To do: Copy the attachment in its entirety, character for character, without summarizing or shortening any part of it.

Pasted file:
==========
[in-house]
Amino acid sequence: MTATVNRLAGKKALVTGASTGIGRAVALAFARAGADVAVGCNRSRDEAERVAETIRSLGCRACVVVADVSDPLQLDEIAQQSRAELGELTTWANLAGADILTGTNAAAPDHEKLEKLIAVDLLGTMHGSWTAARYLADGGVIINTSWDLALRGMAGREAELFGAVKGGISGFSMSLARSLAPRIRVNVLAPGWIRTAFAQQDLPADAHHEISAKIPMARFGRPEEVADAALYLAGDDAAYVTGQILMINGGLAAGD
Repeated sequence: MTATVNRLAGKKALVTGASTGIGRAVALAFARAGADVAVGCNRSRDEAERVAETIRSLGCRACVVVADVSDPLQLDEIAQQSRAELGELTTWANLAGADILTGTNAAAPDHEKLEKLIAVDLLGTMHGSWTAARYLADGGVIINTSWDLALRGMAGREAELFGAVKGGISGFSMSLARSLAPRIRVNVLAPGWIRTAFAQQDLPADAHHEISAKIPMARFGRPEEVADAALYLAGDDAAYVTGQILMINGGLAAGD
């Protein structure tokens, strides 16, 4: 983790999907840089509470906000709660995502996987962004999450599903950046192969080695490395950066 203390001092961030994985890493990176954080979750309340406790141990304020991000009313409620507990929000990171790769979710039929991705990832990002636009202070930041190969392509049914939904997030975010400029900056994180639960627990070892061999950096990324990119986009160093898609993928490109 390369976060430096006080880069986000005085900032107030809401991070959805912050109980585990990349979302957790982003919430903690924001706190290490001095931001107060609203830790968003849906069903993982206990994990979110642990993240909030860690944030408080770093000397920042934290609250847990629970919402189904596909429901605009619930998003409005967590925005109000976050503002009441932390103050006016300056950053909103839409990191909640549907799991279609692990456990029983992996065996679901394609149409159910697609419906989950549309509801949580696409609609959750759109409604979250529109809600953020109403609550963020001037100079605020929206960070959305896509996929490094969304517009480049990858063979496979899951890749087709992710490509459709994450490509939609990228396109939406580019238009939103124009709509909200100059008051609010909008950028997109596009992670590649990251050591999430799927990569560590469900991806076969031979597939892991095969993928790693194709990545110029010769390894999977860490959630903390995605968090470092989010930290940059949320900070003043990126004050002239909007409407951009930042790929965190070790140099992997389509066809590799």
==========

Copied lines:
[in-house]
Amino acid sequence: MTATVNRLAGKKALVTGASTGIGRAVALAFARAGADVAVGCNRSRDEAERVAETIRSLGCRACVVVADVSDPLQLDEIAQQSRAELGELTTWANLAGADILTGTNAAAPDHEKLEKLIAVDLLGTMHGSWTAARYLADGGVIINTSWDLALRGMAGREAELFGAVKGGISGFSMSLARSLAPRIRVNVLAPGWIRTAFAQQDLPADAHHEISAKIPMARFGRPEEVADAALYLAGDDAAYVTGQILMINGGLAAGD
Repeated sequence: MTATVNRLAGKKALVTGASTGIGRAVALAFARAGADVAVGCNRSRDEAERVAETIRSLGCRACVVVADVSDPLQLDEIAQQSRAELGELTTWANLAGADILTGTNAAAPDHEKLEKLIAVDLLGTMHGSWTAARYLADGGVIINTSWDLALRGMAGREAELFGAVKGGISGFSMSLARSLAPRIRVNVLAPGWIRTAFAQQDLPADAHHEISAKIPMARFGRPEEVADAALYLAGDDAAYVTGQILMINGGLAAGD
């Protein structure tokens, strides 16, 4: 983790999907840089509470906000709660995502996987962004999450599903950046192969080695490395950066 203390001092961030994985890493990176954080979750309340406790141990304020991000009313409620507990929000990171790769979710039929991705990832990002636009202070930041190969392509049914939904997030975010400029900056994180639960627990070892061999950096990324990119986009160093898609993928490109 390369976060430096006080880069986000005085900032107030809401991070959805912050109980585990990349979302957790982003919430903690924001706190290490001095931001107060609203830790968003849906069903993982206990994990979110642990993240909030860690944030408080770093000397920042934290609250847990629970919402189904596909429901605009619930998003409005967590925005109000976050503002009441932390103050006016300056950053909103839409990191909640549907799991279609692990456990029983992996065996679901394609149409159910697609419906989950549309509801949580696409609609959750759109409604979250529109809600953020109403609550963020001037100079605020929206960070959305896509996929490094969304517009480049990858063979496979899951890749087709992710490509459709994450490509939609990228396109939406580019238009939103124009709509909200100059008051609010909008950028997109596009992670590649990251050591999430799927990569560590469900991806076969031979597939892991095969993928790693194709990545110029010769390894999977860490959630903390995605968090470092989010930290940059949320900070003043990126004050002239909007409407951009930042790929965190070790140099992997389509066809590799």